Remodelers Adjust Material & Channel Choices During Pandemic

“I’ll get around to it.” Five words that every homeowner has uttered at one point or another. And with the pandemic period giving everyone more time at home over the last six months, surveys are indicating that homeowners are finally “getting around to” those upgrade-and-repair to-do lists.

While a recent Louisville Courier Journal article noted that many homeowners are taking on more DIY projects during their time at home, other surveys indicate more contractor-based projects could be in the works. For example, a May report by LightStream found that 73% of homeowners surveyed planned to move forward with home improvement projects during 2020, indicating an average cost of $12,000 – much higher than most DIY projects.

Materials On-Demand

For both do-it-yourself and do-it-for-me markets, the industry is seeing more attention being turned to new supply channels to make materials easier to access.

The Farnsworth Group, a construction-industry market-research group, has followed pandemic-related purchasing in detail since March. Their survey of 500 residential contractors found that 62% have tried a new building materials brand within the past two months (between March and May). The firm says this number is typically in the high teens, so three times more contractors are trying new brands now than under normal market conditions. “This behavior is being driven by some classic product selection factors, the ones often at the top of the list: quality, price, and availability,” the firm says in its analysis. “However, availability was mentioned by nearly half [of respondents] as the reason they tried a new brand.”

With contractors unable to get their usual brands (and willing to try new brands in their place), they’re also showing an openness to trying new supply channels to acquire those materials. Farnsworth data found that 45% of professionals have tried a new supplier in the last two months – a number typically below 20% in a normal year. At one point in the firm’s weekly data collection, in-store purchasing was only done among 53% of professionals, compared with 79% in mid-March. On average, 40% of contractors are purchasing online and having materials delivered, while 30% are purchasing online and picking up in-store.

Sales Rise and Availability Widens

As more home improvement projects get underway, and contractors work the system to find the best avenues for product selection and availability, manufacturers are working hard to be present when and where their customers need them.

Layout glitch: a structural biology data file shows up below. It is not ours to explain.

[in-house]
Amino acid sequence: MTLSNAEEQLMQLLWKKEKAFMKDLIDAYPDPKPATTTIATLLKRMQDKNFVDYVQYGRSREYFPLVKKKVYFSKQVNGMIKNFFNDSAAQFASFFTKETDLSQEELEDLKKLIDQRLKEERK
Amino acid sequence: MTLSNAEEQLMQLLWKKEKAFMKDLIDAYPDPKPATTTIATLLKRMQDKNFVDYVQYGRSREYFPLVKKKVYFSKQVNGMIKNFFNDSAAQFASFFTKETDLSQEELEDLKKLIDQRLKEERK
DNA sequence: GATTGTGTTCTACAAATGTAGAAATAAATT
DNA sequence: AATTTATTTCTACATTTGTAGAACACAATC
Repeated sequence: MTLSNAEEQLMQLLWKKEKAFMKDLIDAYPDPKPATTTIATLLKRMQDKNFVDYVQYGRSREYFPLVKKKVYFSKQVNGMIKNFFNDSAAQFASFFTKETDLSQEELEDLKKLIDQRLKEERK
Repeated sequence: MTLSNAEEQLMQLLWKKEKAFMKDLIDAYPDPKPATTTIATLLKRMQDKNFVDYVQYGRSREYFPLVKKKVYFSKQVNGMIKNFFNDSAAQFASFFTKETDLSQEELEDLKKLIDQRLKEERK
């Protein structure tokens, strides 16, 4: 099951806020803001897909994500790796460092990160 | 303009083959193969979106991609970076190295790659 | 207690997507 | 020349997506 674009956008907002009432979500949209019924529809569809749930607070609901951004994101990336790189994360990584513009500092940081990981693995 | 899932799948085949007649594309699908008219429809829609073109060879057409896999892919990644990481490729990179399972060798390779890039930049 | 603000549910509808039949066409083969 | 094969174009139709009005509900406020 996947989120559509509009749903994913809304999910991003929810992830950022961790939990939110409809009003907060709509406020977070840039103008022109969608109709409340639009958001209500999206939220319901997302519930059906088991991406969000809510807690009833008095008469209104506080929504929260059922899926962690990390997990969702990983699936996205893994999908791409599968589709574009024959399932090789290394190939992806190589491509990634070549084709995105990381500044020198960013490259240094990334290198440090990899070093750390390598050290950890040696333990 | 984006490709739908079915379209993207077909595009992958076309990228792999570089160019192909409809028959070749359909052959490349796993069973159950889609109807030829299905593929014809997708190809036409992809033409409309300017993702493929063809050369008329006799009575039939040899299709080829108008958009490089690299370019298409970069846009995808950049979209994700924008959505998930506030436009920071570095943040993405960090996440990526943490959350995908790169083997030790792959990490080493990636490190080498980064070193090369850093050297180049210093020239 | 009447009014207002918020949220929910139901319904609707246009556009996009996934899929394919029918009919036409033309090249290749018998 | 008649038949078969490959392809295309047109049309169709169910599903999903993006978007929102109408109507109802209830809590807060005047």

“Sales are up in a big way, especially with big box-retailers right now,” says John Chamberlin, Senior Product Manager, for Georgia-Pacific. “We’re seeing some of our highest volumes in years on the wood side of the business. We know homeowners tend to shop the big-box channel, but it’s obvious to us from the volume of materials being sold that professionals are using this channel more now as well. People are spending more time at home, and they’re trying to make the most of this stay-at-home period to have work done around the house.”

Chamberlin says lumber and panel materials, as well as drywall and some roofing products, are all seeing increases. (The increase in panel material sales, he noted, is also bolstered by hurricane-season storm prep.)

In addition to more business from big-box retailers, GP has also ventured into online sales via Amazon. The company’s DensDefy™ Accessory products, which consist of DensDefy™ Liquid Flashing and DensDefy™ Transition Membrane, have been available on Amazon since the end of July. While the platform is widely used by homeowners for online shopping, Chamberlin says he expects these products to be purchased mainly by professionals. “Where we see value in the Amazon relationship is that we usually sell our DensDefy materials in packages of 20 to distributors,” Chamberlin says. “If you’re talking about something like a window replacement project, which is a big home improvement that people are focusing on right now, 20 packages would cover a lot of rough openings. If you’re a small contractor just doing window replacement on one house, you probably don’t need the quantity or lead time that you’d have with a distributor, so ordering off of Amazon makes a lot of sense.”

The smaller quantities available online are also an attractive option for customers that are new to GP’s DensDefy Accessories product line. Chamberlin says the company includes its 800 number on the Amazon shopping page for any type of technical support.

As home improvements continue to ride the stay-at-home wave during the pandemic, professionals of all sizes have a variety of options for whose products they buy, and from where. With that in mind, GP remains fully supportive of its customers performing essential projects all around the industry and will be accessible in all channels for sales and technical support.